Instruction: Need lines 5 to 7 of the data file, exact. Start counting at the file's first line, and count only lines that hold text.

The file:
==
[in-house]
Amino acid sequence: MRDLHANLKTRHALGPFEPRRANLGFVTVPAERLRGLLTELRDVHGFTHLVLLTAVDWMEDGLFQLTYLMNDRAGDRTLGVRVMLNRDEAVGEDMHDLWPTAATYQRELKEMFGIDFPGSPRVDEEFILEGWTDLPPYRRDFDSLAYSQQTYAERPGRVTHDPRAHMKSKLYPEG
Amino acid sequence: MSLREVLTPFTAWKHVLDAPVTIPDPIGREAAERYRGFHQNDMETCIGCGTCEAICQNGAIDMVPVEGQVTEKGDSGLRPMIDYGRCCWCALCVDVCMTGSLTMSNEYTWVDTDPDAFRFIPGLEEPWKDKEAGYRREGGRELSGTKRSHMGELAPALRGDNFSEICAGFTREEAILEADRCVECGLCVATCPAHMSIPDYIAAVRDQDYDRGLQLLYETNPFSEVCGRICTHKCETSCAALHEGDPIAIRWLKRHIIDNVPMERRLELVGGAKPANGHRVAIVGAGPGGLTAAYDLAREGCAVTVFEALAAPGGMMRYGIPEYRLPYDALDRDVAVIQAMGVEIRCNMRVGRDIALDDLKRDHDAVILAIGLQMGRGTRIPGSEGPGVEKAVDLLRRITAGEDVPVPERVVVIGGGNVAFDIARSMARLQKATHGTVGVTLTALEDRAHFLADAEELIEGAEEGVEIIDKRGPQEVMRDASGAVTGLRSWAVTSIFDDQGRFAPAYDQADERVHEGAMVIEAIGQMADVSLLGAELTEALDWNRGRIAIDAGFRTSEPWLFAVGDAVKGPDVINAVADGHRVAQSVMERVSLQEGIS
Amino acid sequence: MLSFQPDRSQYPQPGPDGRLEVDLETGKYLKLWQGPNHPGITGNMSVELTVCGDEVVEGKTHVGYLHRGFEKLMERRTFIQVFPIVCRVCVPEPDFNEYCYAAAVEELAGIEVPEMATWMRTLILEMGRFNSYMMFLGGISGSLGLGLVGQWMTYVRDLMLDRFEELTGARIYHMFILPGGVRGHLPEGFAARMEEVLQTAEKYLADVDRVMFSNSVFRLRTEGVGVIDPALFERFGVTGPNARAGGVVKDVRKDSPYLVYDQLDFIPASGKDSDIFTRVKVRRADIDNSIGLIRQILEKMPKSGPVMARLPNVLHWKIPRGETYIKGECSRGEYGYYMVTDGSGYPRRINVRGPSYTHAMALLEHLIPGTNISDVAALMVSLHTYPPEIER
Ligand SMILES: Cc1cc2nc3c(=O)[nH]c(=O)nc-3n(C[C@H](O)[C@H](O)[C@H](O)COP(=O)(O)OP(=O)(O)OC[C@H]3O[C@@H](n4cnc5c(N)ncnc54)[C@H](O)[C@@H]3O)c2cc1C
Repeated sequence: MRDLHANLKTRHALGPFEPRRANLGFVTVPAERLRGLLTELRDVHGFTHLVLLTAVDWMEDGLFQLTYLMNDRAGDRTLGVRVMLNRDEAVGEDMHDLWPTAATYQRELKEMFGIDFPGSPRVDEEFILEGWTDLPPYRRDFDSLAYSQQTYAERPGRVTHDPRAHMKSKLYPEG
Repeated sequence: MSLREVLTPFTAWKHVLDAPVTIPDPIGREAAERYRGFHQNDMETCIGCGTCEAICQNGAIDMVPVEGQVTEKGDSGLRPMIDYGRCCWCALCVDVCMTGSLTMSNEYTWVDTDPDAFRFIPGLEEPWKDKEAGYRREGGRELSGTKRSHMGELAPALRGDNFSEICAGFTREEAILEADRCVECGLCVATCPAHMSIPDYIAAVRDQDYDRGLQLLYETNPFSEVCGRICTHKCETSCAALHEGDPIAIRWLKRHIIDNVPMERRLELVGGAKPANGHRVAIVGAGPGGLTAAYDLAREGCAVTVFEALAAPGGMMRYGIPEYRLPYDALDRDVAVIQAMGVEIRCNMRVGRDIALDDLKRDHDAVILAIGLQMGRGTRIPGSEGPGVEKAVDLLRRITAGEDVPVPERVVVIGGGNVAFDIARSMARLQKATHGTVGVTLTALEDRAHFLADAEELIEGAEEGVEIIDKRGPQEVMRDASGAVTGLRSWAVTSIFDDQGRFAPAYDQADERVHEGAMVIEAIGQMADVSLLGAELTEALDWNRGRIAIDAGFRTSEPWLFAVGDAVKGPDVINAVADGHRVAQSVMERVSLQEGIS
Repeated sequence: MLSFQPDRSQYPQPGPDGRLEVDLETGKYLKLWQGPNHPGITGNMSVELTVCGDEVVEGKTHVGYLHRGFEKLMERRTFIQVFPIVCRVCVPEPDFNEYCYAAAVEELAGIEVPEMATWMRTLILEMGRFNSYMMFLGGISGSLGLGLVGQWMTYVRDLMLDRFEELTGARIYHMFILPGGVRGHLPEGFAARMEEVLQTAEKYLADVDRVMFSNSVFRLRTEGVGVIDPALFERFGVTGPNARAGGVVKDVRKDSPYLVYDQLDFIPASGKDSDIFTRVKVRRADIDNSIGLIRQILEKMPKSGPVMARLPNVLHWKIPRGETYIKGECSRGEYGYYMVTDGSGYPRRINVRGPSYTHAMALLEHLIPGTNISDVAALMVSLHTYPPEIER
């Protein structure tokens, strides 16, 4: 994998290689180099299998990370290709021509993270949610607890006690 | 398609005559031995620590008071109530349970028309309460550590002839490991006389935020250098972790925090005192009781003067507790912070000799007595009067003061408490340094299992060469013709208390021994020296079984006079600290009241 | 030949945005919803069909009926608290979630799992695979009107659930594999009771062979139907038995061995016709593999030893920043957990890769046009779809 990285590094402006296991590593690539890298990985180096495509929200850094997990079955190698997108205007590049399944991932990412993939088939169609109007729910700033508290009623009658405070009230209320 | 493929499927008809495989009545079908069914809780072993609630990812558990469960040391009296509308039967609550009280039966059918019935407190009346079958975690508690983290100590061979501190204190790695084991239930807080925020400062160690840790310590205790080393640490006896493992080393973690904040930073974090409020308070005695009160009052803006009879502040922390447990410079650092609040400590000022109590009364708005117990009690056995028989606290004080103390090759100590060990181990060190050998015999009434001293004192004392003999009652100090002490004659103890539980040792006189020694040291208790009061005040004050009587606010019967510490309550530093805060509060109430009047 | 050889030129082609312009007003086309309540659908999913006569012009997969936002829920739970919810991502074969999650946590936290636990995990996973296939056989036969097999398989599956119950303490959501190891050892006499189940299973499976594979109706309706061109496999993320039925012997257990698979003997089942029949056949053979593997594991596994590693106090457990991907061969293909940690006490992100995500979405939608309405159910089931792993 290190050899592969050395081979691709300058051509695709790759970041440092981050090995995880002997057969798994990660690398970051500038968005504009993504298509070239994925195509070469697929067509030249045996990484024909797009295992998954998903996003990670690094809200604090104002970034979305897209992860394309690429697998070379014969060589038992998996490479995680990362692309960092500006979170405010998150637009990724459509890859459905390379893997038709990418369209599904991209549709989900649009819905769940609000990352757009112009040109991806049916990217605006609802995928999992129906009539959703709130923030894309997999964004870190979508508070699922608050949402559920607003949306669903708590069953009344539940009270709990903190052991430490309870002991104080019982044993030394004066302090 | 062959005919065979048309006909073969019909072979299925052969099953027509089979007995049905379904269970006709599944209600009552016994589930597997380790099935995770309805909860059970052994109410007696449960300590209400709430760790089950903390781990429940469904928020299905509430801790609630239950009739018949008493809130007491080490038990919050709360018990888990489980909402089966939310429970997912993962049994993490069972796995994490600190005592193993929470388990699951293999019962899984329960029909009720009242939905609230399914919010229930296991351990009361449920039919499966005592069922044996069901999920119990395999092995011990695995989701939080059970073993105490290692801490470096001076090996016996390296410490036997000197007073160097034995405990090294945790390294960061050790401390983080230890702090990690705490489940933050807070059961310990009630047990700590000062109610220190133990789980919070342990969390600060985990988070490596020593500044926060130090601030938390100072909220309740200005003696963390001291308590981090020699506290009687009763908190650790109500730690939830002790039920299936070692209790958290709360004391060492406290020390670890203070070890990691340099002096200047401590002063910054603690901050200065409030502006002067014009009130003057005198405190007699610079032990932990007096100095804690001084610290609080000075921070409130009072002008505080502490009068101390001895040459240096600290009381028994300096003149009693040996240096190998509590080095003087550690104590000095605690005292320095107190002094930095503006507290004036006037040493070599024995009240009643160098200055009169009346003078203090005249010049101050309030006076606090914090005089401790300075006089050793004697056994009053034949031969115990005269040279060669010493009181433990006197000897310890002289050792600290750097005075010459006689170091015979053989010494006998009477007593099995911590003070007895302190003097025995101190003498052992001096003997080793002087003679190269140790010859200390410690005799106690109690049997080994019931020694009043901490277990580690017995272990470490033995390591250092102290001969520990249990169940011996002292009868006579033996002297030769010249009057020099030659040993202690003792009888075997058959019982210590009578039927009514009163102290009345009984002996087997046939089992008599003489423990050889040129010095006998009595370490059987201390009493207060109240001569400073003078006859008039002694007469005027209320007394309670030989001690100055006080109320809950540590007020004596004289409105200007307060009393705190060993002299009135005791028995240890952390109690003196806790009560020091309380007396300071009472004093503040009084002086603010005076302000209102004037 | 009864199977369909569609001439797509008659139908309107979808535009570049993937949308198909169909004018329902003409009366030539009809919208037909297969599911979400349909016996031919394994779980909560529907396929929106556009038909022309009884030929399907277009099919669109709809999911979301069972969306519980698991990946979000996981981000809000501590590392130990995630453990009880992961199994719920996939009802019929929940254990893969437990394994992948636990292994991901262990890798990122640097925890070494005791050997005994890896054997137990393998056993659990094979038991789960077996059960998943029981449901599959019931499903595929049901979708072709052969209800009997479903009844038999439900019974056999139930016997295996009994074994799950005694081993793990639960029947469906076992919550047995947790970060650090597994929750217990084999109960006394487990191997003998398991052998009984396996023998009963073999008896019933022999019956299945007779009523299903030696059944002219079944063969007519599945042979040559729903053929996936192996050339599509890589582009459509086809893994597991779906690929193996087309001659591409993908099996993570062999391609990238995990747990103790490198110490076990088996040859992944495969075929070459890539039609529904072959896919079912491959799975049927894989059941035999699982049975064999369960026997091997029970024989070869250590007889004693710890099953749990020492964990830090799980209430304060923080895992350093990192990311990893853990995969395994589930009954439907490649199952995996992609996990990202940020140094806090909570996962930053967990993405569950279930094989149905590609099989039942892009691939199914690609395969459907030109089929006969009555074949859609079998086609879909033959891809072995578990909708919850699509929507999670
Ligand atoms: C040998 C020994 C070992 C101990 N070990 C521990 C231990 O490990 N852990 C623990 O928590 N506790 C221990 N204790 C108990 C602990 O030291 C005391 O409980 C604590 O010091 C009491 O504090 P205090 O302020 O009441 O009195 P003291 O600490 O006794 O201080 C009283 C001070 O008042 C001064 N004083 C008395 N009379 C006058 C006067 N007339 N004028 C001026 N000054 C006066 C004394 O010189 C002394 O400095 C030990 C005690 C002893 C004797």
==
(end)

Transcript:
Ligand SMILES: Cc1cc2nc3c(=O)[nH]c(=O)nc-3n(C[C@H](O)[C@H](O)[C@H](O)COP(=O)(O)OP(=O)(O)OC[C@H]3O[C@@H](n4cnc5c(N)ncnc54)[C@H](O)[C@@H]3O)c2cc1C
Repeated sequence: MRDLHANLKTRHALGPFEPRRANLGFVTVPAERLRGLLTELRDVHGFTHLVLLTAVDWMEDGLFQLTYLMNDRAGDRTLGVRVMLNRDEAVGEDMHDLWPTAATYQRELKEMFGIDFPGSPRVDEEFILEGWTDLPPYRRDFDSLAYSQQTYAERPGRVTHDPRAHMKSKLYPEG
Repeated sequence: MSLREVLTPFTAWKHVLDAPVTIPDPIGREAAERYRGFHQNDMETCIGCGTCEAICQNGAIDMVPVEGQVTEKGDSGLRPMIDYGRCCWCALCVDVCMTGSLTMSNEYTWVDTDPDAFRFIPGLEEPWKDKEAGYRREGGRELSGTKRSHMGELAPALRGDNFSEICAGFTREEAILEADRCVECGLCVATCPAHMSIPDYIAAVRDQDYDRGLQLLYETNPFSEVCGRICTHKCETSCAALHEGDPIAIRWLKRHIIDNVPMERRLELVGGAKPANGHRVAIVGAGPGGLTAAYDLAREGCAVTVFEALAAPGGMMRYGIPEYRLPYDALDRDVAVIQAMGVEIRCNMRVGRDIALDDLKRDHDAVILAIGLQMGRGTRIPGSEGPGVEKAVDLLRRITAGEDVPVPERVVVIGGGNVAFDIARSMARLQKATHGTVGVTLTALEDRAHFLADAEELIEGAEEGVEIIDKRGPQEVMRDASGAVTGLRSWAVTSIFDDQGRFAPAYDQADERVHEGAMVIEAIGQMADVSLLGAELTEALDWNRGRIAIDAGFRTSEPWLFAVGDAVKGPDVINAVADGHRVAQSVMERVSLQEGIS